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The Broom Optimization Problem, or I Smell an Ig Noble! - A Recovering Physicist's Apology

About The Broom Optimization Problem, or I Smell an Ig Noble!

Previous Entry The Broom Optimization Problem, or I Smell an Ig Noble! Oct. 27th, 2004 @ 09:03 pm Next Entry
Everyday we clean the school. I am in charge of a stretch of hallway. I have to sweep the whole hallway in 5 days time. For quite some time I have become rather obsessed, while sweeping, of how to optimize my sweeping. There are several factors to contend with:
1) Different sections of the hall get dirtier at different rates, so merely dividing the hall into fifths might not be the best use of time
2) The broom looses efficiency over time of drag. Dust is absorbed into the broom and not the pile, dust in the broom will more than likely be redistributed on the floor. Short bursts of brushing seems more effective than long drags.
3) The pattern of brushing also makes a difference. The kids tend to sweep parallel to the walls, but sweeping perpendicular to the walls seems to yield more dust in the piles, because you can better get into the molding, but to clean the whole hall using perpendicular strokes would be tedious and probably have a net loss of efficiency.
4) Re-sweeping is also a problem. The brooms are very efficient, if used in short controlled sweeps, so re-sweeping an area is a waste of energy.
5) Sweeping in one direction seems to be more efficient when combine with short sweeps, but then energy is wasted walking back to the starting position from the ending position. So is only sweeping in one position truly more efficient?

Current solution:
Currently I sweep perpendicular to the walls to bring the dust more into the center of the hall. Then I sweep parallel to the halls but only in one direction. This creates a line of dust at the place where I start and stop my sweeps. I then sweep perpendicular to the walls again bringing all my lines of grime into one concise pile. That is how I currently do things, but I have been thinking of some new algorithms that might be more efficient. Who knows, maybe I may get an Ig Noble Award if I work this all the way out. A boy can dream, a boy can dream…
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Date:October 28th, 2004 01:25 am (UTC)

Response from Team Canada

It is interesting that you are required to sweep a stretch of hallway in short strokes perpendicular to the length vector of the hall. I recall a certain sport popularized in Canada called curling, in which half of the game is sweeping perpendicular to the "rock" velocity vector. This also happens to be along a long stretch of area. My sweeping theory (ha ha) follows below.

I feel that we must evoke the rules of bowling lane oiling: note, that as the sides of the hallway are solid, statistically speaking more people will tend to walk down the middle of the hall. This is analagous to people generally throwing the ball down the center of the lane. Assuming that this is the dominant source of dust (lint, dead skin cells, broken pencil lead), dust is deposited, in general, closer to the center of the hall. However, eddy currents and the "wake" cast by pedestrian traffic will tend to move the dust in the center out towards the sides, where it will tend to stay stationary relative to the dust in the center.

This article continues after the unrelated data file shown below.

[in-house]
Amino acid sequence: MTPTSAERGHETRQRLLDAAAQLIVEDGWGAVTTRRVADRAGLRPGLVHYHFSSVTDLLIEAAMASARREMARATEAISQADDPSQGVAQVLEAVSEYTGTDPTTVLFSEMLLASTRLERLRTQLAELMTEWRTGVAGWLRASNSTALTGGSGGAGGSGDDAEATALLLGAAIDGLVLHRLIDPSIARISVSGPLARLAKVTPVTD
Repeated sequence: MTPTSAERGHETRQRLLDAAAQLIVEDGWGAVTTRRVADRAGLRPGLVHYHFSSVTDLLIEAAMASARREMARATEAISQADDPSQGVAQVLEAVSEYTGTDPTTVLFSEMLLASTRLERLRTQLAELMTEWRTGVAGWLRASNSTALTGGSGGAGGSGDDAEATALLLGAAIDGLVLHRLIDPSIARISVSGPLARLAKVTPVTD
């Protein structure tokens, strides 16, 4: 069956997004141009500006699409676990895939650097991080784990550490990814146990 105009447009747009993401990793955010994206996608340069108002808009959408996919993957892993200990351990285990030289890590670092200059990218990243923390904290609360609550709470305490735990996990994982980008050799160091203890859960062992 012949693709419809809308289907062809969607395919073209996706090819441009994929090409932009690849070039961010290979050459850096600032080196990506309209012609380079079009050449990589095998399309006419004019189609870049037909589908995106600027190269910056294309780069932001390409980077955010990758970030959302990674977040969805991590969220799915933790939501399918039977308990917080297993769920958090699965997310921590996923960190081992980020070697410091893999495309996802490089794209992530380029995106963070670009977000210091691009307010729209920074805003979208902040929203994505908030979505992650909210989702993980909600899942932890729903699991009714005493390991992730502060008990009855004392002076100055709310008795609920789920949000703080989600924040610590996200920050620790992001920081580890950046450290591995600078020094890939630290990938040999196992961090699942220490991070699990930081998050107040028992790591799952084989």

Average this over the course of 5 days and you have a statistically significant dust gradient in your hall space, with dust preferentially sitting towards the outside. Assuming the dust population drops off exponentially as you go from the wall to the center, you can figure out how far from the walls the dust population is equal to 1/e the population at the walls (the dust "lifetime"). This can be your raduis of sweeping (wrt the walls), because beyond that point, any residual dust is negligible compared to the total amount of dust in the hall.

Now what I propose is that you start at one end of the hall with two brooms with the bristles touching the walls and perpendicular to the walls. You could probably win style points by crossing the handles in front of you in an "X" formation. Run from one end of the hall to the other while keeping constant pressure on the brooms, and voila! All of the dust is now swept, to a first-order approximation.

I don't think you have to worry about the broom's effectiveness to sweep dust in this case. I think the dust dragging efficiency drops off exponentially with the amount of dust in the broom, because at some point the dust will saturate the bristles and form its own de facto bristle layer, pushing all the dust with which it comes in contact.

What do you think?
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